Sweden was recently saddened by the news that Mikael Nyqvist had died, only 56 years old. He’s greatly missed in the theatre and film world of Sweden. Movies about hitmen are not my favourites (with the exception of Léon) but for Nyqvist’s and Reeves’s sake I want to see this.
       Car thieves, murdered dogs, Russian mafia. Cocky young Iosef (Allen) steals the wrong car and kills the wrong dog, as his father, Mafia leader Viggo (Nyqvist) informs him. John Wick (Reeves), former associate, recently widowed, now enemy, still unbeatable killer.
       It’s all very macho. The only women are a few glimpses of Wick’s beautiful, then dying, then dead wife, and a few seconds of lightly clad nightclub guests, some hookers and a couple of vampy assassins.
       It’s raw and violent and after the 30th or 40th shooting I’m bored to tears. Far from Reeves’s best film, much less Nyqvist’s. Nyqvist does well in this uncharacteristic role and that adds a star or so to the rating. That and some of the photography work. Otherwise, not a good film. Why in the world did they bother with sequels?      

2 * of 5  

Cheerful Weather for the Wedding

Cheerful Weather for the Wedding
  • Director: Donald Rice
  • Based on the book by Julia Strachey
  • Cast: Felicity Jones, Luke Treadaway, Elizabeth McGovern, Ellie Kendrick, Zoë Tapper, Joanna Hole, Mackenzie Crook, Fenella Woolgar, Julian Wadham, Barbara Flynn
  • Personal “oh yeah him/her” reaction, i.e. have seen this actor in:
    • Felicity Jones – The Theory of Everything, Like Crazy, The Tempest, Brideshead Revisited, Doctor Who
    • Luke Treadaway – Fortitude, The Hollow Crown, Vicious
    • Elizabeth McGovern – Downton Abbey, If Not for You, Racing for the Moon, Ragtime
    • Ellie Kendrick – An Education
    • Zoë Tapper – Othello, A Midsummer Night’s Dream Re-Told, Twenty Thousand Streets under the Sky
    • Mackenzie Crook – One Chance, Merlin, The Brothers Grimm, Finding Neverland, The Merchant of Venice, The Office
    • Fenella Woolgar – Mr Turner, Case Histories, Doctor Who, Wah-Wah, Vera Drake, Bright Young Things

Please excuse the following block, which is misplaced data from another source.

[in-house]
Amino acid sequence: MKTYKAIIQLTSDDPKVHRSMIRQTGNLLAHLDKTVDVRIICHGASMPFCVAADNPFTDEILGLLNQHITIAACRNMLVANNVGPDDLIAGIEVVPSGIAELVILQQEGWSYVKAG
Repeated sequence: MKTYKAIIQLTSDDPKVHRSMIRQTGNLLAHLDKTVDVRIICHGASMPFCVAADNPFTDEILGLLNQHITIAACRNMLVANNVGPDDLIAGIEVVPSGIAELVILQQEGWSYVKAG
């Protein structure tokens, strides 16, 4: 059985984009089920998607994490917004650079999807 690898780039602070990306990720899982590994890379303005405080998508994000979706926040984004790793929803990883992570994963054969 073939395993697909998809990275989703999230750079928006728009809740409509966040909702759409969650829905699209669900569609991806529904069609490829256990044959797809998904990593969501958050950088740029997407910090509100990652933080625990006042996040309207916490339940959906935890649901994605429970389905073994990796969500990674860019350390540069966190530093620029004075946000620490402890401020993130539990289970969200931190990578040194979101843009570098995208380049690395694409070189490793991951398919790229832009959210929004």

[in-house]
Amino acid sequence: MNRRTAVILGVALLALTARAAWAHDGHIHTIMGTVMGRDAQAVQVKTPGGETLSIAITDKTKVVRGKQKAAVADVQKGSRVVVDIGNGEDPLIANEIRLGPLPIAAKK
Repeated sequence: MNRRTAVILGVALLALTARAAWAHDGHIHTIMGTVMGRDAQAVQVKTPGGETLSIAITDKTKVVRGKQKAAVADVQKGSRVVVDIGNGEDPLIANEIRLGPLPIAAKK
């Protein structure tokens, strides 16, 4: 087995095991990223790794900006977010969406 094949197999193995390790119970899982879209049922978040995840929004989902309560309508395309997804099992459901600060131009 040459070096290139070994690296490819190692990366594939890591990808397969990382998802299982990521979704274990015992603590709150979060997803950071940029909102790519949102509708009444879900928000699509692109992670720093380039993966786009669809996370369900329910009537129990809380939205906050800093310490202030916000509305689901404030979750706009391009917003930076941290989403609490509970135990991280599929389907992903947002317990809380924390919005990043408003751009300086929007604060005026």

• Julian Wadham – Downton Abbey, Wah-Wah, Inspector Lynley, A Touch of Frost, Keep the Aspidistra Flying, The English Patient, The Madness of King George, Middlemarch
    • Barbara Flynn – Cranford, Inspector Lynley, A Family at War
  • Why? Elizabeth McGovern
  • Seen: 15 September 2017      

       For not liking weddings in real life I’ve seen several surprisingly good films about wedding – Margot at the Wedding, Rachel Getting Married and a real favourite Muriel’s Wedding. We’ll soon see if this one can compare. Having Mackenzie Crook in it is a good sign and Felicity Jones isn’t bad either. Even the title is odd enough to be intriguing.
       It starts very Downton Abbey-ish. In the 1930’s on the day of a wedding. The bride Dolly (Jones) is clearly not a happy blushing bride. She is in fact a throwing up and rum-swigging bride hiding in her room.
       There are an awful lot of people in this miniature Downton Abbey mansion, as well as flashbacks. I suppose all will come clear. What soon is clear is that Dolly is marrying the wrong man.
       There isn’t much substance to the story. A lot of dithering people on the wedding day, a lot of golden memories of how Dolly and Joseph (Treadaway), not the husband-to-be, fall in love. One wonders a bit impatiently why she isn’t marrying him.
       McGovern as mother of the bride is not the wise calm Lady Whatsit of Downton Abbey but a rather foolish, not altogether nice, widow. She plays the part well. Sadly Crook has a tiny role, but again, he does it well.
       There are too many people and there isn’t enough happening to be emotionally involving but it’s an enjoyable film and there is a bit of drama towards the end. If it’s not of the same calibre as the three mentioned above I do like watching these actors and there are two more plusses – the wedding itself is off-screen and it rains on the garden party afterwards (I’m so mean).

3 * of 5